Few Rifle buildings constructed in 1905
Telegram Staff Writer
The year Rifle was incorporated into a town was not a popular time for building. A good part of downtown had burned three years earlier, in the 1902 fire. That prompted an immediate flurry of activity. Rifleites wanted to get their downtown up and active again.
Construction in Rifle has seemed to go in waves: In 1908, there was another surge.
And as the economy has ebbed and flowed in Rifle, so has the construction.
Most of the information here about the few known buildings constructed in 1905 comes from the Rifle Centennial “Self-Guided Walking Tour” booklet created by Barb Kissell and Karen Rhoades.
– at 120 E. Third Street was built in 1905. Louis Hoffmeister moved from Glenwood Springs to start the bakery in 1902, and become one of Rifle’s original town trustees in 1905.
C.W. Donnell built the building. A second story was added in 1906. The building housed the Hoffmeister Bakery, which later became Hoffmeister’s Groceries. The building now houses The Tradesman and Base Camp Cafe.
– was originally built with wood in 1889. It was replaced in 1905 with a brick building, which still stands at 200 E. Fourth St. The church cost $8,000 to build.
Stones from a local quarry and brick from a local kiln were used in the construction.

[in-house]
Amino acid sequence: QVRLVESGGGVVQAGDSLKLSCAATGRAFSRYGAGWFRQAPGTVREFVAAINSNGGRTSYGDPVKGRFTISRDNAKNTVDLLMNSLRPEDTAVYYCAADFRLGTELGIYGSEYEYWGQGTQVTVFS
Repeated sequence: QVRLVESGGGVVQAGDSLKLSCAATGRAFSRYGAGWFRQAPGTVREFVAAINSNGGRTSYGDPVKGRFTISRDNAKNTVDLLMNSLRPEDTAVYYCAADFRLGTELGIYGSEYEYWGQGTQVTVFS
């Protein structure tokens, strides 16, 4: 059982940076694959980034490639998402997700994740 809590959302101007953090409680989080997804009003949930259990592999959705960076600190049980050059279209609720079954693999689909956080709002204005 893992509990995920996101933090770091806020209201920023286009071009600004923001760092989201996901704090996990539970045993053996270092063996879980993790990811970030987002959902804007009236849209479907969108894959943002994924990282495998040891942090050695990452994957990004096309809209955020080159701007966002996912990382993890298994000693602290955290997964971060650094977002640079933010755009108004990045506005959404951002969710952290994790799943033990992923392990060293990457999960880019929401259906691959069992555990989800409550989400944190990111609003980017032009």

Herman Heinze paid for repairs after a fire nearly destroyed the inside of the building in 1916. He also donated an organ to the church in memory of his wife. The stained-glass windows in the church honor the Union’s contribution to the “war between the states.” The organ is still there, as is a time capsule in the church’s cornerstone, which was buried in 1905, and removed in 2005. In 2005, original items are being returned, and new items added, to the cornerstone.
– at 436 East Ave., was also built in 1905, though it’s been added onto since then. It has a front gable porch, which is an architectural feature typical of early 1900s construction.
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Former Rifle Bears standout turned starting running back for Western Colorado University Ty Leyba remembers it like it was yesterday.